Dealing With Dogs

John Allen

Elsewhere in this issue is an article about a member who was injured by a dog chasing her bike. We shared the article with John Allen, the Club's Safety coordinator, who offers advice dealing with dogs chasing you.


I also crashed once when a large dog ran out of a driveway hidden behind a hedge and then turned and headed straight for my front wheel. The expression on the dog's face changed from rage to terror in an instant and it hit my front wheel head-on. The bicycle's fork was bent and I had a bad scrape up my lower left arm. The dog limped away.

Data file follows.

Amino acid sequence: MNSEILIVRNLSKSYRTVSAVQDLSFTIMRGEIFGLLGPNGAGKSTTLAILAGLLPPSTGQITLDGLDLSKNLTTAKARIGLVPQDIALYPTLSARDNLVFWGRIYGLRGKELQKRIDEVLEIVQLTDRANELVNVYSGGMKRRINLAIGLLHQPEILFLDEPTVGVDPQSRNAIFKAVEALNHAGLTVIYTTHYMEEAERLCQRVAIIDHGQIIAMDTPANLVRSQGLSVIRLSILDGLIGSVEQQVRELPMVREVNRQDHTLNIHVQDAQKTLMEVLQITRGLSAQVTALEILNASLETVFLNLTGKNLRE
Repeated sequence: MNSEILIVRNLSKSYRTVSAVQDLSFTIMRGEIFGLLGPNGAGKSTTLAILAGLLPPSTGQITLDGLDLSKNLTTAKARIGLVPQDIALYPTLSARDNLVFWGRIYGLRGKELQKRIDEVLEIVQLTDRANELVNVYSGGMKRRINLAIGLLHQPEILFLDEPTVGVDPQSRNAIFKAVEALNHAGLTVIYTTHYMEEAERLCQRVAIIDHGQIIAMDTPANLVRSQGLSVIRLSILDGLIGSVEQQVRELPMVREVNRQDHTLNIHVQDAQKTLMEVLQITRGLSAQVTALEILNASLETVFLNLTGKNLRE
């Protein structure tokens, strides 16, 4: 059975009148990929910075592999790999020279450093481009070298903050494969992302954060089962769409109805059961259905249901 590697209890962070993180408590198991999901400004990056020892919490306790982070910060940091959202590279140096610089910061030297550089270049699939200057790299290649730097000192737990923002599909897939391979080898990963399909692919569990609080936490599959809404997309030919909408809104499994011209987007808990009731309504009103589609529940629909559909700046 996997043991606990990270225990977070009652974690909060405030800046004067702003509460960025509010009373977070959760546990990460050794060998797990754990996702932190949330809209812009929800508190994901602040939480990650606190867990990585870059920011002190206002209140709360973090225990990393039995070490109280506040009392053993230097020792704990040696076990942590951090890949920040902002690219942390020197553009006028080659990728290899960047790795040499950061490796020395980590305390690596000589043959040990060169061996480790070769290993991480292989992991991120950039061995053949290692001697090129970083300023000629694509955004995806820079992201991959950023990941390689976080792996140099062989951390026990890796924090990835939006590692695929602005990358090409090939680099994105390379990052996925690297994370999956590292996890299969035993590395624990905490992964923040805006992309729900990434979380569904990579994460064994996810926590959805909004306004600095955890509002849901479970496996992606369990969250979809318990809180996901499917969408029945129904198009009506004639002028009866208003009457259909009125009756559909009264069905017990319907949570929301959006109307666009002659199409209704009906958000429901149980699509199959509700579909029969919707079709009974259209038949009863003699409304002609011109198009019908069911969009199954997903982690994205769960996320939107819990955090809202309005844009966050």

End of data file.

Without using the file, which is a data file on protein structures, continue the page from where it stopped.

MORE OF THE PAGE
I'd offer a few items of advice:

  • If you hear or see a dog barking ahead of you and on a collision course, slow down and be prepared to stop. If the dog is behind you, you can usually outrun it on your bicycle but in any case if you can't get away from the dog, place the bicycle between yourself and the dog as a shield.
  • A squirt from a water bottle may disorient and distract a dog. But this could be tricky when you are trying to outrun the dog -- best if you are going slowly or have dismounted.
  • Dogs can sense fear, so try to remain calm if you encounter an angry canine.
  • Don't try to outrun the dog unless you are a very strong rider. If you can't completely outrun it, the dog may catch your wheel and knock you down.
  • While on the bike, don't try anything beyond your bike-handling skills.
    In a loud, firm voice say, "No!" "Bad dog!" "Go Home!" or other common commands.